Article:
Gladstone's Library

The Gospel Infancy Narratives

by Richard Martin

Report of a conference at Gladstone's Library on 7 October 2010
led by Dr Gareth Lloyd Jones

from Signs of the Times, No. 40 - Jan 2011

Most of the 25 people attending this one-day conference were already familiar with Dr Gareth Lloyd Jones' theme - which was that the infancy narratives were bad history but good theology. But he gave us plenty of new things to think about, and spiced it in his usual way with humorous quips which produced many bursts of laughter.

Did you know that -

1. Herod the Great died in B.C.4 and on his death his son Archelaus inherited part of his kingdom, Judaea and Samaria, but was deposed by Rome in A.D.6. Then Quirinius, a Roman, became governor. So Herod the Great was obviously not alive when there was a census taken under Quirinius. It was because of this census that Jesus was born in Bethlehem. So Herod could not have been alive when Jesus was born. So the Wise Men, who consulted with Herod, could not have seen Jesus!

2. The story of Balaam is interestingly mirrored in the story of the Wise Men. They all came from the East; Balaam prophesied a star, the magi saw a star; they were all Gentiles.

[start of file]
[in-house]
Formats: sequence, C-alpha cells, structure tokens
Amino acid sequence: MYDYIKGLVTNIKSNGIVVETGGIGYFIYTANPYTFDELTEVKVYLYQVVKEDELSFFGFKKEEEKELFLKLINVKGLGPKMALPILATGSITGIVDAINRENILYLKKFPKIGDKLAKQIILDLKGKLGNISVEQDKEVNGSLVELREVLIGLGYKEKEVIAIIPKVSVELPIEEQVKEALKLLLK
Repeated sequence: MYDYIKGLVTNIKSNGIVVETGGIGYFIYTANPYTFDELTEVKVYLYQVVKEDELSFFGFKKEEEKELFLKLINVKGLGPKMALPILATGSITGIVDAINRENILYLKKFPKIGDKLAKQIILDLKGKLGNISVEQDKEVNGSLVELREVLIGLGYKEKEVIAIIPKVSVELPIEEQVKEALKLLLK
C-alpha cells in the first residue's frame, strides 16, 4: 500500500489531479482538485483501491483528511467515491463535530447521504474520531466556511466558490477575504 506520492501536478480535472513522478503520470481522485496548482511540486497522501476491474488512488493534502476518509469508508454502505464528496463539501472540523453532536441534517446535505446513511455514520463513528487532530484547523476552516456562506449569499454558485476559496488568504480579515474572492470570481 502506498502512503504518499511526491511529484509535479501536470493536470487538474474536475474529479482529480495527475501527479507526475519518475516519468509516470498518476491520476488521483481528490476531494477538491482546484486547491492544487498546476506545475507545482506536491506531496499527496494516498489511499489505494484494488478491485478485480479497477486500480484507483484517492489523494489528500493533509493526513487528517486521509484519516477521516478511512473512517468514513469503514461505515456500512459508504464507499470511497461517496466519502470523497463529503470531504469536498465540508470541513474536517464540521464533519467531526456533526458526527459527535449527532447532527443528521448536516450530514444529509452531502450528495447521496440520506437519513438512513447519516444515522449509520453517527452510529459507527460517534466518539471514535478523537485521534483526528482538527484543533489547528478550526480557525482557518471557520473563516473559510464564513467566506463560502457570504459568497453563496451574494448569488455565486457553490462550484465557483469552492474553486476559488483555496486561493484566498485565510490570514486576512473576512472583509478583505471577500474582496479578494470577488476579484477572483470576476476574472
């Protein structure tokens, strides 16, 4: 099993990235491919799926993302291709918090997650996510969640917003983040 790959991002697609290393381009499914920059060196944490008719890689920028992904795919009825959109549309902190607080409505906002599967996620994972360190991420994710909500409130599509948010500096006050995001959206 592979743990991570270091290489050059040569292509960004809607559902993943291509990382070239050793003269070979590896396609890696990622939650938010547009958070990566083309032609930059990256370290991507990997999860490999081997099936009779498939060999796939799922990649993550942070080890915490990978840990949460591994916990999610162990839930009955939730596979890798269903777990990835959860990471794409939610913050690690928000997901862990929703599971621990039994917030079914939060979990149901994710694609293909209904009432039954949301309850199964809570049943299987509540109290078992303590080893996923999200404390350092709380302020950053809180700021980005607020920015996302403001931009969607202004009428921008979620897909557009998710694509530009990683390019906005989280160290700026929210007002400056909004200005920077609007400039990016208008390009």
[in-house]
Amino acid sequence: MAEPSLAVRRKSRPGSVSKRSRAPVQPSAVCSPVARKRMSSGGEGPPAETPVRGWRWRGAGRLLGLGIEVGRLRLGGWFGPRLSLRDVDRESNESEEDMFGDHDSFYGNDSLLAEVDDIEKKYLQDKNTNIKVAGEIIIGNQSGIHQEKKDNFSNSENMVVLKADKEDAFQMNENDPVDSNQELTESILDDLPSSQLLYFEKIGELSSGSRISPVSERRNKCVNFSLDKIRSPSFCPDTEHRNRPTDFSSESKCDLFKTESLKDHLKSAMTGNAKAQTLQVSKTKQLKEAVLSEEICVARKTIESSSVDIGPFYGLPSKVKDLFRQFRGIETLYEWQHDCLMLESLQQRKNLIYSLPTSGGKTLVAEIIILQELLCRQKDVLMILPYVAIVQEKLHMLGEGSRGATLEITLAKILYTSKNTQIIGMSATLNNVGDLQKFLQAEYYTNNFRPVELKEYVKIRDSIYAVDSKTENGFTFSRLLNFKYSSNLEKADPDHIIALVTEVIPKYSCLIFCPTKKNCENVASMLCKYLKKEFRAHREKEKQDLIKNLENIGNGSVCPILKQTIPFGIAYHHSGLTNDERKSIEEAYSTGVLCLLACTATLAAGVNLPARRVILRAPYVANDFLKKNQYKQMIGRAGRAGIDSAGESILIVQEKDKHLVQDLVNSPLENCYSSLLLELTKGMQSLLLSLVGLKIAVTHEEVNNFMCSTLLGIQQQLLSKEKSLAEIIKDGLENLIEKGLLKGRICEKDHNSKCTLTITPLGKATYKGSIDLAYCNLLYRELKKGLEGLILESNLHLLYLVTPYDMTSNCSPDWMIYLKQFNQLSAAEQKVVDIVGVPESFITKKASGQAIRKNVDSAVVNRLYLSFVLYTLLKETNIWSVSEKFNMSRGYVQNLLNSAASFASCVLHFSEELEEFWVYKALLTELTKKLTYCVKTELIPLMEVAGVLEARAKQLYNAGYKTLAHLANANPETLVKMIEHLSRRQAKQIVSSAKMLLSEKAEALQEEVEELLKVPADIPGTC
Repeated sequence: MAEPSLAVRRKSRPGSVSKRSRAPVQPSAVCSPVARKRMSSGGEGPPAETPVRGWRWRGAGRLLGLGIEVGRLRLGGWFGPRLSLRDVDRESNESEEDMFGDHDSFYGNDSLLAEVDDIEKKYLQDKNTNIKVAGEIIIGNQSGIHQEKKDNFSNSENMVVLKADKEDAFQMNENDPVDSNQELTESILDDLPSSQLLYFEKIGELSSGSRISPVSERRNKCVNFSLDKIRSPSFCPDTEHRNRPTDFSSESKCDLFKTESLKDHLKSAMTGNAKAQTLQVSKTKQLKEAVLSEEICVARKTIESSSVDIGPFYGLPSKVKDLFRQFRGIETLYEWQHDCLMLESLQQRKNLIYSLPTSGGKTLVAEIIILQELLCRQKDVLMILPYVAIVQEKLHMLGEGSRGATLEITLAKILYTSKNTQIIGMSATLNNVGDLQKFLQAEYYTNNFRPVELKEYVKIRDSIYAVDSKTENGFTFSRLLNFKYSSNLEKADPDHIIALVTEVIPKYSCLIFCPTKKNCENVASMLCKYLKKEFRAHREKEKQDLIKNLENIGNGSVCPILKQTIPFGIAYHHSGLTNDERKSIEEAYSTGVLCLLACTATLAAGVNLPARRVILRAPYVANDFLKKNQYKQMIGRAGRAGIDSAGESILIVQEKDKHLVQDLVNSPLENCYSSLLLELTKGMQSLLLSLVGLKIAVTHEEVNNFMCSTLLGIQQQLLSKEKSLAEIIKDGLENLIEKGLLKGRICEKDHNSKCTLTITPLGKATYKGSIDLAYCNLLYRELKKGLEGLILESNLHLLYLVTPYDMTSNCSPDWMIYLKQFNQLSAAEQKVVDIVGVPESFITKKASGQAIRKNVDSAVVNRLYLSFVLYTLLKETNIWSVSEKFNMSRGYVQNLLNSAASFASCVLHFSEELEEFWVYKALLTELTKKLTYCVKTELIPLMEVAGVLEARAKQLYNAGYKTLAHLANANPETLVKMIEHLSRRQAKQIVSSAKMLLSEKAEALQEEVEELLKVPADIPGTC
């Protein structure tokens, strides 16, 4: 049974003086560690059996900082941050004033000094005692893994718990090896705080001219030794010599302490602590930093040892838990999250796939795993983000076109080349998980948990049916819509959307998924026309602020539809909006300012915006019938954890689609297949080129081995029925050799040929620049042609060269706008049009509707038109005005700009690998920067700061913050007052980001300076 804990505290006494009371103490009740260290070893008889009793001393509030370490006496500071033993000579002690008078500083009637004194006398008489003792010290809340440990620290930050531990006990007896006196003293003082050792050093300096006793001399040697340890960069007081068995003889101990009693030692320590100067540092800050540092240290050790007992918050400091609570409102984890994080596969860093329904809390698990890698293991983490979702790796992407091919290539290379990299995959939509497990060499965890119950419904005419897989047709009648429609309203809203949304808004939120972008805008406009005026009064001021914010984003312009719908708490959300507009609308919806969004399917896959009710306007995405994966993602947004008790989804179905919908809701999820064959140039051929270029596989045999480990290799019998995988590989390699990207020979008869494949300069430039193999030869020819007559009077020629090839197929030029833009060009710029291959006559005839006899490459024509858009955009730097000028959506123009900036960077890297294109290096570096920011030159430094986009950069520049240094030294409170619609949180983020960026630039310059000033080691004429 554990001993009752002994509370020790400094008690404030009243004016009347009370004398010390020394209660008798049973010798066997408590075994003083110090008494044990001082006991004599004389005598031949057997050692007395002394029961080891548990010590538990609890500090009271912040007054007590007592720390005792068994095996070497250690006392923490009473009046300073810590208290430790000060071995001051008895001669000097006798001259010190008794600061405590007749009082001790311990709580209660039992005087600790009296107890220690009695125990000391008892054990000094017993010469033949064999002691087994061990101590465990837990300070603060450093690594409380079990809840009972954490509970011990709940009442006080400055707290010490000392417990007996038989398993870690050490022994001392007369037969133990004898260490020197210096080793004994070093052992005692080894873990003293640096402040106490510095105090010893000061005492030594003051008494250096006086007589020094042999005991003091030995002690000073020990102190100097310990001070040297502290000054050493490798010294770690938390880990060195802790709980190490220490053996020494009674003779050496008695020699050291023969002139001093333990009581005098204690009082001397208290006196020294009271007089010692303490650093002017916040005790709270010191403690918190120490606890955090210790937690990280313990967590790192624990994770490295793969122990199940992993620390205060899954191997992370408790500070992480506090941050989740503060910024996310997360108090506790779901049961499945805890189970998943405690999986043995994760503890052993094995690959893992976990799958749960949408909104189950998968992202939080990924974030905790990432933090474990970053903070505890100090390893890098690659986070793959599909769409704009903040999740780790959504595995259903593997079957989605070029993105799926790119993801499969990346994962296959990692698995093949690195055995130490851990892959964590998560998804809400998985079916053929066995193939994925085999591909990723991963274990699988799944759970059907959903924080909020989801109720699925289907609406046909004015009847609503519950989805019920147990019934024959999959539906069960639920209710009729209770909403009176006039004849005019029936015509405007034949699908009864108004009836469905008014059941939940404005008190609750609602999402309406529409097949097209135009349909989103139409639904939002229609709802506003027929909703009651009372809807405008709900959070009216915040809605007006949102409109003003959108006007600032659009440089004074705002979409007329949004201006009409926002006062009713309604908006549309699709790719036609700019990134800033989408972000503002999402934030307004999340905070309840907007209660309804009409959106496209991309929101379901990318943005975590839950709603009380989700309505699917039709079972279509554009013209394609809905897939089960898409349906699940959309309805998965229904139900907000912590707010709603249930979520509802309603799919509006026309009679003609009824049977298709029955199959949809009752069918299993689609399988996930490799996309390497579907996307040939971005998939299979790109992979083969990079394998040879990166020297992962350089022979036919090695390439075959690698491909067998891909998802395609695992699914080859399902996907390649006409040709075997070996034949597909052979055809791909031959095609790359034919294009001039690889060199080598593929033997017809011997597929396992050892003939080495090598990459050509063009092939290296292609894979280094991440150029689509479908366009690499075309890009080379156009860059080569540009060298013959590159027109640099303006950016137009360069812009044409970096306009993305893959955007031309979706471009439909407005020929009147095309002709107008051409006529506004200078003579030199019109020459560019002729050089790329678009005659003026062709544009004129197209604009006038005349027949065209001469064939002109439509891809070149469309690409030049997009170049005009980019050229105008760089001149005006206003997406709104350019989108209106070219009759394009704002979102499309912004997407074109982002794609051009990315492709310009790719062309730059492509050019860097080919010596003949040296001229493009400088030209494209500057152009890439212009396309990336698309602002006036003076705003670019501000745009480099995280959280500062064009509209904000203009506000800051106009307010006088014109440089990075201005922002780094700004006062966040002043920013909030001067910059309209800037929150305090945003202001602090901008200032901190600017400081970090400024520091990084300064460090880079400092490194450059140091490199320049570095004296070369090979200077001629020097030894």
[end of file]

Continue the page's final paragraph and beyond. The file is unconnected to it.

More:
3. Mary, according to Luke, was told in no uncertain terms, that her son would be special indeed. He would be conceived without the agency of a man, he would be called the Son of the Most High, of his kingdom there would be no end... Yet when he was full-grown and in the middle of his mission his family thinks he is out of his mind and even demon-possessed because he made such amazing claims. A curious confluence of facts, to say the least.

Having said all that and a lot more, the stories we know are wonderful stories and contain, in their own way, the wonderful truth of the Incarnation, which the church continues to glory in and proclaim.

Richard Martin is a retired physics teacher. He organizes the meetings of the North West regional group of Modern Church.